I have spent the better part of the last fifteen years obsessed with the subject of body mechanics as it relates to massage therapy. It is a healthy obsession, as I am always looking for a better or easier way to deliver massage.
There are two main reasons for a diligent pursuit of optimal mechanics. The first may seem obvious- it helps preserve your physical body and energetic resources. It is no secret physical injury is a major cause of compromised daily life for therapists and forced premature exit from the profession. The second is possibly not as obvious but I would contend, is as crucial- it vastly improves the quality of touch that a client experiences. When a therapist is demonstrating optimal body mechanics, there is less muscular tension in their body and thus, they are able to pick up on the tension in the client’s body rather than the tension in their own. Any tension in our bodies when massaging compromises the sensitivity that comes through our hands.
Moving from the body’s core and maintaining spinal alignment are the biggest challenges we face in delivering massage. Without continual, conscious awareness, we fall into habitual movement from our shoulders. The effects of gravity pull our head and shoulders forward as our torso moves into flexion, taxing the lumbar vertebrae and the spinal extensors. The practice becomes paying attention to mechanics- every stroke of every session.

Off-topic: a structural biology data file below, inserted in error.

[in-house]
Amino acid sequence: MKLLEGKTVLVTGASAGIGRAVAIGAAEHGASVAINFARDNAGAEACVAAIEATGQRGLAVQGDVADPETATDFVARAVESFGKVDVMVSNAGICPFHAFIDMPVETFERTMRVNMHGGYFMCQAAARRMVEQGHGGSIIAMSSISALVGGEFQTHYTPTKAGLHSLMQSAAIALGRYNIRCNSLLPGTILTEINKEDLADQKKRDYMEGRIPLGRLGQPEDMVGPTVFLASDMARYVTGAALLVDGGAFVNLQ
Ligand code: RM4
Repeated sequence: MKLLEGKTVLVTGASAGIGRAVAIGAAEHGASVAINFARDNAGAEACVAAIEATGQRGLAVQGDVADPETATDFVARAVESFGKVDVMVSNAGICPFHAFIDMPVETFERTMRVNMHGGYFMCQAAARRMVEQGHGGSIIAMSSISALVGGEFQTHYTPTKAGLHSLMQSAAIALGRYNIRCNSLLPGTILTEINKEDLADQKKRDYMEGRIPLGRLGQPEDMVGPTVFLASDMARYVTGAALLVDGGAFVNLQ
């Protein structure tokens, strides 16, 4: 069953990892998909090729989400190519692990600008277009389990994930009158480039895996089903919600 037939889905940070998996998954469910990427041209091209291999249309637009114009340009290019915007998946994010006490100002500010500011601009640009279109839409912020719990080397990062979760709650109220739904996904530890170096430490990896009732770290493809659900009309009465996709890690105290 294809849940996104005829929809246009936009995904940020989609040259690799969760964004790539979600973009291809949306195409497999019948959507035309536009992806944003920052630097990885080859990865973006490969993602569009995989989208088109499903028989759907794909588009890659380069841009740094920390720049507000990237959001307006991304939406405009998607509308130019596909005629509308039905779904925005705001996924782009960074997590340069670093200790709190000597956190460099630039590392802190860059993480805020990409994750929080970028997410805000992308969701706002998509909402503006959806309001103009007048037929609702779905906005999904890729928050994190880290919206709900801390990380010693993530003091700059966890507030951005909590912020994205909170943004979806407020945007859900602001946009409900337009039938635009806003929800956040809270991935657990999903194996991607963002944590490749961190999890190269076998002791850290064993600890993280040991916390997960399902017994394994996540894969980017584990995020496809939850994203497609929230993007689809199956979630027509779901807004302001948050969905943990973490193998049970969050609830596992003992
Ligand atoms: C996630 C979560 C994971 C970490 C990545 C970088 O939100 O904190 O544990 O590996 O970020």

The best example of this is the well documented effect of forward-head posture. According to Rene Cailliet, M.D., if the head weighs ten pounds and the center of the ear sits directly over the center of the shoulder, the load on the spine and its tissue is only 10 pounds. However, if the head is translated forward, its weight increases 10 pounds for every inch forward. From my own observation, the majority of therapists have between 3 to 5 inches of forward head posture when performing massage. How can we best prevent this? By remembering to bring our head back to a neutral position, bringing our spine back into alignment and trusting our palpation skills to guide us.
Palpation skills don’t require much help from our eyes. In fact, habitually looking down at our work not only has detrimental effects on our spine, it compromises our sensitivity. That sensitivity is exactly what enables a great therapist to feel muscle contraction, fascial adhesion and potential trigger point activity. So the idea becomes to concentrate on staying as relaxed as you can through the joints, so that your proprioception picks up on the tension in the client’s body, rather than the tension in your own.
So the idea of perfecting your body mechanics becomes in reality, a daily practice. It is only through constant awareness that your body informs you of what is not working, either through discomfort or decreased sensitivity underneath your hands. Armed with the knowledge of forward head posture in the front of your mind, paying utmost attention to spinal alignment will go a long way toward your career longevity.